At 3 AM in the subway.
All photos by Per Meurling
This article originally appeared on MUNCHIES Germany.
Billy Wagner, the host and sommelier of Berlin's Michelin-starred restaurant Nobelhart & Schmutzig, is not a döner-every-day kind of guy. But when we asked him to meet us in the subway at 3am to figure out what to drink with a döner, he didn't even blink.
We set Wagner up with Per Meurling of Berlin Food Stories, an authority on where to find Berlin's best kebab. And so they met at 3 AM at the Kottbusser Tor train station—a station better known for other 3 AM pursuits—to eat döner and taste some very fancy wine.
MUNCHIES: How would you describe the taste of a döner? Billy Wagner: Greasy, juicy, salty, creamy, and possibly a bit tangy. It's not very complex, basically. It's geared towards simple needs. It's easy to understand, and it's at home in a flavor world that's also easy to understand.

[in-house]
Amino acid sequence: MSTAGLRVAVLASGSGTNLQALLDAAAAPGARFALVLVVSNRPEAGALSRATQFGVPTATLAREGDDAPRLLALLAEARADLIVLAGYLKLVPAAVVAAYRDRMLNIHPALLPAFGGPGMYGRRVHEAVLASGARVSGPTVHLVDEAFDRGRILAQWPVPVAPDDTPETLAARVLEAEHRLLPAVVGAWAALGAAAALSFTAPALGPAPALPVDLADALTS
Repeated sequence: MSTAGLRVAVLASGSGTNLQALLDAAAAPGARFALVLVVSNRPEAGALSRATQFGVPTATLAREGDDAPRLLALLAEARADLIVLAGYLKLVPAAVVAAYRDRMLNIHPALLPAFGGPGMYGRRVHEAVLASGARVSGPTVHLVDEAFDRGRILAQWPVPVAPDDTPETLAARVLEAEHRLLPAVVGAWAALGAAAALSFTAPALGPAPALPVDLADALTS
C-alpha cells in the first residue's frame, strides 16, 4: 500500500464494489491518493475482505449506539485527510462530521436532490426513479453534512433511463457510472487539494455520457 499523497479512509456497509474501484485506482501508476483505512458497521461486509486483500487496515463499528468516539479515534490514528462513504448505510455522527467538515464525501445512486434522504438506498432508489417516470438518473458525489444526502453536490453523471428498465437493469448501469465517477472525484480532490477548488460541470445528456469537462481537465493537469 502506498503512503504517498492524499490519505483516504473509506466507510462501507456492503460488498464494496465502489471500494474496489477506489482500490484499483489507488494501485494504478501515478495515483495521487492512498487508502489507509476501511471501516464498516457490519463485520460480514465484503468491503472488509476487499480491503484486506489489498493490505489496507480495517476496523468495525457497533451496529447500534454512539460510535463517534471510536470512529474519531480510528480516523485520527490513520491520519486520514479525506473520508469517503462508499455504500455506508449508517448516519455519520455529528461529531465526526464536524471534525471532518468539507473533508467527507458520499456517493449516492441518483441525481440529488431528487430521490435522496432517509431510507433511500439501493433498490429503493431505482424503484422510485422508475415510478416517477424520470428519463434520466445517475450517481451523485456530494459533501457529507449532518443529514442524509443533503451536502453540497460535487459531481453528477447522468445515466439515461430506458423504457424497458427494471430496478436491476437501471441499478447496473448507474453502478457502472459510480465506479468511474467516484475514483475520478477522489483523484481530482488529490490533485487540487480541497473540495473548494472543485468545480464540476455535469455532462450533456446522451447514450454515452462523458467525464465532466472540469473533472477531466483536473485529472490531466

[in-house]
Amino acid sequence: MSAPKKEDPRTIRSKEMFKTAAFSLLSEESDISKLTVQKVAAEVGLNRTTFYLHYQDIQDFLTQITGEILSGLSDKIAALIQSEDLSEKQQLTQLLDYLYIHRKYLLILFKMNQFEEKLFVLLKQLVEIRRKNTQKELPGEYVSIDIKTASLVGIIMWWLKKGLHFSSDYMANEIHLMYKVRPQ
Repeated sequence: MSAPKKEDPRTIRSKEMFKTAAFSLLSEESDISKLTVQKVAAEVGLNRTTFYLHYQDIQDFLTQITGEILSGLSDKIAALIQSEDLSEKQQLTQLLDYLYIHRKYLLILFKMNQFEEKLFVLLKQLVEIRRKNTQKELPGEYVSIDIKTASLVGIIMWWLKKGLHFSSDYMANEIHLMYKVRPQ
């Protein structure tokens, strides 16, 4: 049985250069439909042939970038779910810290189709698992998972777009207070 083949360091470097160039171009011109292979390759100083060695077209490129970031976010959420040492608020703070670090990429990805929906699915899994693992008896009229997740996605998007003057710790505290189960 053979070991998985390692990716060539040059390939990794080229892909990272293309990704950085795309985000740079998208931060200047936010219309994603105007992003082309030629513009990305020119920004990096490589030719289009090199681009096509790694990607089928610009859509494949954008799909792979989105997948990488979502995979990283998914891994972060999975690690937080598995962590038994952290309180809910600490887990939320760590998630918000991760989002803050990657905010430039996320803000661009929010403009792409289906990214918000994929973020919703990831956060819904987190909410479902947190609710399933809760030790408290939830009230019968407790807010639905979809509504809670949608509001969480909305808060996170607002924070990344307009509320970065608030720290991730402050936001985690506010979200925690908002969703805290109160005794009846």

What should you pay attention to whenever you're trying to pair a beverage with food? It's easy: [Put] food in your mouth, and chase it with wine. Really see if one fits the other or not. It's better with both in your mouth at the same time—if you swallow the food and wash it down with wine, the combination won't be as strong. Even if Mama used to say "first, swallow the food, then wipe your mouth, and only then should you drink something."
What works and what doesn't is generally a big topic—[people have] written whole books about it. In principle, however, one doesn't only have to combine wine with food, but also with beers or cocktails. The more characterless the drink is, the easier it is to pair that drink with food. The drink won't work against the food if it doesn't taste like anything anyway.
And what kind of wine is best-suited for a döner kebab?
Fruity wine—wine [with apple notes] and acidity, and sparkling wines. The connection between fruit—as you know from Riesling—and sparkling wines or Champagne goes quite well with creamy, salty, greasy döner.
Which other drinks that aren't as fancy would also pair well?
A slightly fruity pale ale, as long it's not totally overhopped, could go really nicely. And Ayran [Turkish salted yogurt drink], obviously.
What should you absolutely avoid when you're drinking with a kebab?
Any characterless beverage. The kebab gets eaten quickly, but the drink lasts a bit longer.
Translated by Meredith Balkus.